Ukiyo is usually translated as "floating world". While they can depict anything, they traditionally feature motifs of landscapes, tales from history, the theatre, and pleasure quarters. Since woodcuts can be mass-produced, they are affordable items. They are mainly meant for townsmen, who are generally not wealthy enough to afford an original painting.

Ukiyo-e prints were made using the following procedure:
* The artist produced a master drawing in ink
* An assistant, called a hikkō, would then create a tracing (hanshita) of the master
* Craftsmen glued the hanshita face-down to a block of wood and cut away the areas where the paper was white. This left the drawing, in reverse, as a relief print on the block, but destroyed the hanshita.
* This block was inked and printed, making near-exact copies of the original drawing.
* A first test copy, called a kyōgo-zuri, would be given to the artist for a final check.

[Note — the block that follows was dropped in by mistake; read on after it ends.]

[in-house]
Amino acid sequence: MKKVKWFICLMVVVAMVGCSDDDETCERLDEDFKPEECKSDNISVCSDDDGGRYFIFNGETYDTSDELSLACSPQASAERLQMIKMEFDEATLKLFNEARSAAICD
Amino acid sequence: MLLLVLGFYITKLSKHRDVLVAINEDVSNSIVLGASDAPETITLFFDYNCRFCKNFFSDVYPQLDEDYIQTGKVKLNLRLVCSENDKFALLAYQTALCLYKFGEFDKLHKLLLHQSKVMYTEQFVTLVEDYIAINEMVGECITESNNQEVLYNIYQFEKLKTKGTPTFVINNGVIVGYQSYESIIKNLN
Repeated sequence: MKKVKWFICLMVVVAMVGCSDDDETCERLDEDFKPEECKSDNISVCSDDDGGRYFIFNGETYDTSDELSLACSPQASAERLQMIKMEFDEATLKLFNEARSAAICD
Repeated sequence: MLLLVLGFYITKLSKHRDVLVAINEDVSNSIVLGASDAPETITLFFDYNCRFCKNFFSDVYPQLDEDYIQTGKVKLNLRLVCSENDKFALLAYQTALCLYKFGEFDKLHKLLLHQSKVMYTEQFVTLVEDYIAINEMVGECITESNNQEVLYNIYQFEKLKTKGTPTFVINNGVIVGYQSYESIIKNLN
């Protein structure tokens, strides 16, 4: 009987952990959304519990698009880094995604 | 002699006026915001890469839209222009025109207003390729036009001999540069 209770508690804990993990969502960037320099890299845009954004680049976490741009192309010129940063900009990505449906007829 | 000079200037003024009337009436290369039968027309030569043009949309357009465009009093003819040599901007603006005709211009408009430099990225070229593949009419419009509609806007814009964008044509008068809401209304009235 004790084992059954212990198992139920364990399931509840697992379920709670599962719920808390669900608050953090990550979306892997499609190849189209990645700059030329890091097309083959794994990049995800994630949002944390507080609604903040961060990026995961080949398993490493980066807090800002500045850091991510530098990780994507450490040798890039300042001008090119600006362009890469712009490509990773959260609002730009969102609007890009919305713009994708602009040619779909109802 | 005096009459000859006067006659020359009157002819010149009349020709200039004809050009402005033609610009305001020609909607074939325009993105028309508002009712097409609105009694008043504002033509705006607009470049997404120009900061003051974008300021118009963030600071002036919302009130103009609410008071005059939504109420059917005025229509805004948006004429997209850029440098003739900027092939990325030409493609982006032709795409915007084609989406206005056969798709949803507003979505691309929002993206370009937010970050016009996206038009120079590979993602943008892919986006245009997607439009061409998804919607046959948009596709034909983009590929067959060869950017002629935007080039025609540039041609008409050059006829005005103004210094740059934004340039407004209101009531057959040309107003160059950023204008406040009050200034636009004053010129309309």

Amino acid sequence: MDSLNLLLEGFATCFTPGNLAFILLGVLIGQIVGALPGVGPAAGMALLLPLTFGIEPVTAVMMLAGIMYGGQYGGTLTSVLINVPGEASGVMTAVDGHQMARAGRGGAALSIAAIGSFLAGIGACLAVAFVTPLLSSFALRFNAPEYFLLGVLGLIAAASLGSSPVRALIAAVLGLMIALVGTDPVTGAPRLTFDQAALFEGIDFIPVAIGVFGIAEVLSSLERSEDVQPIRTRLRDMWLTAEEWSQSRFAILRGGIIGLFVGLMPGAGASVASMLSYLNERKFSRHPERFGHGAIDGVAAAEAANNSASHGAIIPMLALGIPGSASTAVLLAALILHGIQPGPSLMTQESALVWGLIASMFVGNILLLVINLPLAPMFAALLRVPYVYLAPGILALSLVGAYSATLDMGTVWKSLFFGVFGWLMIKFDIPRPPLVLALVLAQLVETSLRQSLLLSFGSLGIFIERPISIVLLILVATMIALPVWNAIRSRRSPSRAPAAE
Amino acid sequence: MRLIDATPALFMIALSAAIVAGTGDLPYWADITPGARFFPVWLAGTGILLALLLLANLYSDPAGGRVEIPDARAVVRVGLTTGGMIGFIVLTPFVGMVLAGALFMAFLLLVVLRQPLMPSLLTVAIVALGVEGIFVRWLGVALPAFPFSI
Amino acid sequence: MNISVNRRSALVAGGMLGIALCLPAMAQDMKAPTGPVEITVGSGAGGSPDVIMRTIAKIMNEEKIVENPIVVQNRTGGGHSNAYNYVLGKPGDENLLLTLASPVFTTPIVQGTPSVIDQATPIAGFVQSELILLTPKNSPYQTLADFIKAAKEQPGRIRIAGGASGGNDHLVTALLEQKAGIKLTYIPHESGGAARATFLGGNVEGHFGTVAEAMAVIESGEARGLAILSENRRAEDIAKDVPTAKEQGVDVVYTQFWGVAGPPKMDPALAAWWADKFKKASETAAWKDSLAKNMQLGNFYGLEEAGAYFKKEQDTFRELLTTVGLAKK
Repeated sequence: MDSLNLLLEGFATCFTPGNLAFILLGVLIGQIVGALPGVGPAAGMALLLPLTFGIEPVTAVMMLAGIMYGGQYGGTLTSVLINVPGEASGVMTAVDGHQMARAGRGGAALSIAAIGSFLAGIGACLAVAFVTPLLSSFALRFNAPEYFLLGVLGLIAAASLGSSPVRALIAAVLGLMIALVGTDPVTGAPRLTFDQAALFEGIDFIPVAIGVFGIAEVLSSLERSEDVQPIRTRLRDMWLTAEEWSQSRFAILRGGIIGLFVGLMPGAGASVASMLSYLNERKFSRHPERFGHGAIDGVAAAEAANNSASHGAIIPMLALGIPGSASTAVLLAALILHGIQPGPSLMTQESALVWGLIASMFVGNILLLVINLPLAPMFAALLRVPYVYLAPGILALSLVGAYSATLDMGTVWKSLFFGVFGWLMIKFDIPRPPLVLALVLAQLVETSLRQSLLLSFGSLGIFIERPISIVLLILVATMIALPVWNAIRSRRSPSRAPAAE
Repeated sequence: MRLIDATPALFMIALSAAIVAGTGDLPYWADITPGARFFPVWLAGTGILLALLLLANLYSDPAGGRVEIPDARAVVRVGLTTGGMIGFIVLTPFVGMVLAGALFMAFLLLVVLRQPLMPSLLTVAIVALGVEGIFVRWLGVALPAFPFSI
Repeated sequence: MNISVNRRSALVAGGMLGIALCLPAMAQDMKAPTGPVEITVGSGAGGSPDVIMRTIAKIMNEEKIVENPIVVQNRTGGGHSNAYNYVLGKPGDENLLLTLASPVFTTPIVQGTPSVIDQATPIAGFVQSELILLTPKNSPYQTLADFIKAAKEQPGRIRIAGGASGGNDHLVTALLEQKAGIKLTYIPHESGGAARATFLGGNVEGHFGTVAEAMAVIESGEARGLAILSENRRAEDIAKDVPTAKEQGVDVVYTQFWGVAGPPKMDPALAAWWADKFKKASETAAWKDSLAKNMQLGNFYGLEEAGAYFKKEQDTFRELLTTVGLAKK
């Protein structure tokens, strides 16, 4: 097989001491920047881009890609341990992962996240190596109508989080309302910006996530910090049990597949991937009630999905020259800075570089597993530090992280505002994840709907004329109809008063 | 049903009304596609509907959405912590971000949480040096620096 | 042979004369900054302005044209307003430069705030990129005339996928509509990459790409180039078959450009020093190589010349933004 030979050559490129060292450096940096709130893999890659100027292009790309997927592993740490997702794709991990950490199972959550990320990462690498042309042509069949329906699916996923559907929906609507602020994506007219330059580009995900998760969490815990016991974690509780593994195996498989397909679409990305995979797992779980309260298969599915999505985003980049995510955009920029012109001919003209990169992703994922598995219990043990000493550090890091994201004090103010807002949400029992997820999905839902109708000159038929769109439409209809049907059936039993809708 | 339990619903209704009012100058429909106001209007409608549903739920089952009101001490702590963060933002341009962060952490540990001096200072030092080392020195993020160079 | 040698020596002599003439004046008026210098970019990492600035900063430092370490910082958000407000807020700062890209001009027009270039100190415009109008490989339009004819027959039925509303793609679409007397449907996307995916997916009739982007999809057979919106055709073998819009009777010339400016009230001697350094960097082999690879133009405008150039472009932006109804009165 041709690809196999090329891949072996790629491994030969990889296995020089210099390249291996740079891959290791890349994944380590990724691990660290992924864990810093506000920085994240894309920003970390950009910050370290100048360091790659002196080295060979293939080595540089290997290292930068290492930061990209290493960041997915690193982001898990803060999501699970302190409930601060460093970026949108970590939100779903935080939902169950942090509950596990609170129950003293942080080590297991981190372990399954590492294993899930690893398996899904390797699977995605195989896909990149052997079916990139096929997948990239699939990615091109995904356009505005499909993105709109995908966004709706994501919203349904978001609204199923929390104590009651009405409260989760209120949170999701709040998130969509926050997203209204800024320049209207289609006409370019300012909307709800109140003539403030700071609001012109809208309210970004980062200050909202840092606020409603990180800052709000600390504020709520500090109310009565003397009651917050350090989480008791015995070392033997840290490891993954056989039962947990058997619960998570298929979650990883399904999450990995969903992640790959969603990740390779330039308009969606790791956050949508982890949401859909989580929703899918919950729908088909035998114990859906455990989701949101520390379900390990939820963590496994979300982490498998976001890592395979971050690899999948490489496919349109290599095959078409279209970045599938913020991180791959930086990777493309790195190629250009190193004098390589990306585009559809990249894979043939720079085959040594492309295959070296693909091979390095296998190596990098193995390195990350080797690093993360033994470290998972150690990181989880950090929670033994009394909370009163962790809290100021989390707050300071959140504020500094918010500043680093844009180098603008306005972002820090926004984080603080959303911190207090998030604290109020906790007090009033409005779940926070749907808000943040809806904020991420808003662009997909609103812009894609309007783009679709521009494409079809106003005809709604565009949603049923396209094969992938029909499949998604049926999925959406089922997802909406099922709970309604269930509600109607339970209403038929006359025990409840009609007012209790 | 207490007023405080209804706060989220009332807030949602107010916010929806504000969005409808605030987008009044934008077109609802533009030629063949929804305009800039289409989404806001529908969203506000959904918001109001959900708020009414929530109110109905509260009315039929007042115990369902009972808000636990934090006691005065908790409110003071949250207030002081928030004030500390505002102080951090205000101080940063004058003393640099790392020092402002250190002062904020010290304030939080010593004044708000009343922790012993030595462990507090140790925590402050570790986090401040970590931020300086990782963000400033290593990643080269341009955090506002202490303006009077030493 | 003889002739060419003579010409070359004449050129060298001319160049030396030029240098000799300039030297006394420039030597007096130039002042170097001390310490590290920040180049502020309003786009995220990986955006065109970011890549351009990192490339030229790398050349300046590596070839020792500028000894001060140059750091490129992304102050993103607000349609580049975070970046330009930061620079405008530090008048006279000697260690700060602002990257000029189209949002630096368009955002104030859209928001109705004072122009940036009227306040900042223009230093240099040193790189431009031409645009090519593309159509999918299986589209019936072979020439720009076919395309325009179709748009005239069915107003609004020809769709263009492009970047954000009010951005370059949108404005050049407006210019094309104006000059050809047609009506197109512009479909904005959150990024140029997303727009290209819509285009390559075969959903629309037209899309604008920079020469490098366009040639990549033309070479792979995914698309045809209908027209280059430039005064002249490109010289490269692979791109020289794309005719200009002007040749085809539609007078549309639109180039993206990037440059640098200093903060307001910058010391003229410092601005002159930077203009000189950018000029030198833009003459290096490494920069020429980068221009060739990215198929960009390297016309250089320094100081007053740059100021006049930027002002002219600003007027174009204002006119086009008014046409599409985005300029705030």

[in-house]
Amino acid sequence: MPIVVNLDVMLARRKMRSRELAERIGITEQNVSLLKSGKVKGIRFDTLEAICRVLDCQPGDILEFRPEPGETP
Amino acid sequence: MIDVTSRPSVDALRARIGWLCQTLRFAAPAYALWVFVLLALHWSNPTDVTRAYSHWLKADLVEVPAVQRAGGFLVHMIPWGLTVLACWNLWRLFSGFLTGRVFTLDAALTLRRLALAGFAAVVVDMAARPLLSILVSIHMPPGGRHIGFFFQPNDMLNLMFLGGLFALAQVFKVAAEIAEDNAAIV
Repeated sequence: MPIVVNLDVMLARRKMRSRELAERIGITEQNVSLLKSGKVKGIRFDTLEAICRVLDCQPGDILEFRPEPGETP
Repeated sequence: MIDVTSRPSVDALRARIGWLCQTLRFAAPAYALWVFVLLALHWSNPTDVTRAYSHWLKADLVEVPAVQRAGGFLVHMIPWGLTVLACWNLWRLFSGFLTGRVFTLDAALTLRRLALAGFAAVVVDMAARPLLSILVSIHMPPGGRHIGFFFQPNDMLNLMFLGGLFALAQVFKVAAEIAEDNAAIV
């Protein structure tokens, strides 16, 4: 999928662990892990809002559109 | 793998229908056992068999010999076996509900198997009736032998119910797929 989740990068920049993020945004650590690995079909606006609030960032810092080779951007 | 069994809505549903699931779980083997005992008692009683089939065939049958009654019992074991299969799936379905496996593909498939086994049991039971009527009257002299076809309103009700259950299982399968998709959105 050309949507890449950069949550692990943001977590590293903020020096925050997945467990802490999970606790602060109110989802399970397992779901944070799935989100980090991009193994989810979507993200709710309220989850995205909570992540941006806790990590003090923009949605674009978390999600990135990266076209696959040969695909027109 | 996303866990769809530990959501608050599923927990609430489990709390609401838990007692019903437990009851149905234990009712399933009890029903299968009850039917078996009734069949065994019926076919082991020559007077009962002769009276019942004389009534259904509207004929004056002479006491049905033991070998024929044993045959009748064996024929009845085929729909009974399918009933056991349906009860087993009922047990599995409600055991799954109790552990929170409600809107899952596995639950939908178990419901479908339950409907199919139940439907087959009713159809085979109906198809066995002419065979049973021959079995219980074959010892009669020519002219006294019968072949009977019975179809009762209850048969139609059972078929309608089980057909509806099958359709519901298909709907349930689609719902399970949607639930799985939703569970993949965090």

* The prints were in turn glued, face-down, to blocks and those areas of the design which were to be printed in a particular color were left in relief. Each of these blocks printed at least one color in the final design.
* The resulting set of woodblocks were inked in different colors and sequentially impressed onto paper. The final print bore the impressions of each of the blocks, some printed more than once to obtain just the right depth of color.

Historic Woodcuts

The original subject of ukiyo-e was city life, in particular activities and scenes from the entertainment district. Beautiful courtesans, bulky sumo wrestlers and popular actors would be portrayed while engaged in appealing activities. Later on landscapes also became popular. Political subjects, and individuals above the lowest strata of society (courtesans, wrestlers and actors) were not sanctioned in these prints and very rarely appeared. Sex was not a sanctioned subject either, but continually appeared in ukiyo-e prints. Artists and publishers were sometimes punished for creating these sexually explicit scenes.

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